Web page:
We’re hoping that by now everything has clicked and you’re realizing that this has the potential to be a true changing force in the sustainable energy market and that we’re the team to get it done. This is what our world needs, and we need your help to get there. Please support this special project however you can financially and by spreading the word to family and friends.
Every dollar that you back us with and every person you tell our story to helps the world inch that much closer to finally having a clean energy answer. Don’t forget, if we don’t reach our $70,000 goal, we don’t receive any of your pledges. PLEASE help us make sure we get there! Keep in mind, you can donate any amount you wish, you are not confined to the amounts set on the right side for the perks. If you just wish to contribute and not receive any perks, you have that option at the bottom of the contribution page.
We can do this! Help us make AFFORDABLE solar energy available to everybody as soon as possible by backing The HydroICE Solar Project today!
If you have any questions, you are more than welcome to send us an email at firstname.lastname@example.org. To keep in touch, you can find us on the following social media outlets:
Challenges that we'll face and FAQ
Because our solar system is mainly constructed from off-the-shelf components, there really aren't too many risks or challenges that we'll be facing. Thermodynamically speaking, the method that we will be using to create work is well founded. With that said, there are two challenges that we'll be dealing with as we continue on:
The first is that we'll need to test a number of different oils to find one that has a reasonable life expectancy as used in our system. This should not be too difficult, but if it does turn out to be an extensive challenge we'll be consulting with a chemist to explore our options.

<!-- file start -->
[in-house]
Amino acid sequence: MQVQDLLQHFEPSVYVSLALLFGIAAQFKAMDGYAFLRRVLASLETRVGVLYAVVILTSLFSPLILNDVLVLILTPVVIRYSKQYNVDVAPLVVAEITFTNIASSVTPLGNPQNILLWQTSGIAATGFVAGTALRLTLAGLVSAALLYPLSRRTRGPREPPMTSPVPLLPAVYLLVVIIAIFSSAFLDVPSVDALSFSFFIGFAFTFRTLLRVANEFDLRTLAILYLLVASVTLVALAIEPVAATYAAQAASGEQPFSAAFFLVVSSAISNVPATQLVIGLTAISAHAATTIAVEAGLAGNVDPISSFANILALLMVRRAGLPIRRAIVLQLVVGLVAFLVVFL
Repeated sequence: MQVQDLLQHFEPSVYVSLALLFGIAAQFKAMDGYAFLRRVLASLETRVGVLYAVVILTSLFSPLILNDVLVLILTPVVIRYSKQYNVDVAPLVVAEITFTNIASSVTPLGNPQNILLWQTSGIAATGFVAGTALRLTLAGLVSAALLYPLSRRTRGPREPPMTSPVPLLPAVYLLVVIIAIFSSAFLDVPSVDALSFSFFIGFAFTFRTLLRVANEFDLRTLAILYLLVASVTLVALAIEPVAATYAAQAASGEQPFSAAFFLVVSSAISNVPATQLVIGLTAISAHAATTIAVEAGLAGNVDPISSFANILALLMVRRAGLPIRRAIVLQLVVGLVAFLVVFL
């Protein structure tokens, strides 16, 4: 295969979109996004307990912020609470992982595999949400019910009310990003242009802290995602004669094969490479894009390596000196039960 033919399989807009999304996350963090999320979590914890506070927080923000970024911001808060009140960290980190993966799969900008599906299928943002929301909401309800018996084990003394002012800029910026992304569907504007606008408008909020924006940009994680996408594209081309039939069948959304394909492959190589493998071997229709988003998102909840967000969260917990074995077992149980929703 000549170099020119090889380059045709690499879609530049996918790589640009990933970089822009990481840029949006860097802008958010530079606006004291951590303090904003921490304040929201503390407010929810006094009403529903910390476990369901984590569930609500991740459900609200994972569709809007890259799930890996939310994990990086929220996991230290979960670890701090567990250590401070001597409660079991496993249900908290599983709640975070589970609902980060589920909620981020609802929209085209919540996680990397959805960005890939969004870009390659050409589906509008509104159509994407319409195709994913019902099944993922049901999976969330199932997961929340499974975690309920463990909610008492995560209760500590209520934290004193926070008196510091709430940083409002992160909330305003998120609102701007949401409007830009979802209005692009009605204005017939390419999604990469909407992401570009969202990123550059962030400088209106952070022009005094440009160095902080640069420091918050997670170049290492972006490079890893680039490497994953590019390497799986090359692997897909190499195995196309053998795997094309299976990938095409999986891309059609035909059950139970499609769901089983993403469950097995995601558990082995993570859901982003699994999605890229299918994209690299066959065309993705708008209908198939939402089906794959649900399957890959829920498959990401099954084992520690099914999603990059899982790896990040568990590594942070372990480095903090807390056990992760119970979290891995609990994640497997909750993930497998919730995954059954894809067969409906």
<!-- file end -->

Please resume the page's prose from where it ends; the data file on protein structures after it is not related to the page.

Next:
The second is in regards to insulation of the engine. It will be extremely important to make sure that as much thermal energy is contained within the engine to assure that it runs as efficiently as possible. There are many different ways to accomplish this, we'll just have to find out which works best!
Frequently Asked Questions
1) How does your engine compare to Stirling engines and steam turbines? This is the question we get asked most often so we’ll answer it first! While all 3 methods have the ability to generate electricity from solar power, they each go about it in a slightly different way. As a result, each have their advantages and disadvantages.
Efficiency: Both steam turbines and Stirling engines are known to be quite efficient, typically falling around the 40% efficiency range. We won’t know exactly where our HydroICE technology will fall until testing is complete, but we’ll be able to reach at least 15% efficiency with projections falling closer to 30%.
Manufacturing and cost: Both steam turbines and stirling engines are extremely precise machines and as a result, we see that reflected in the high price that it costs to manufacture and purchase one. This makes them economically feasible only for large industrial scale applications.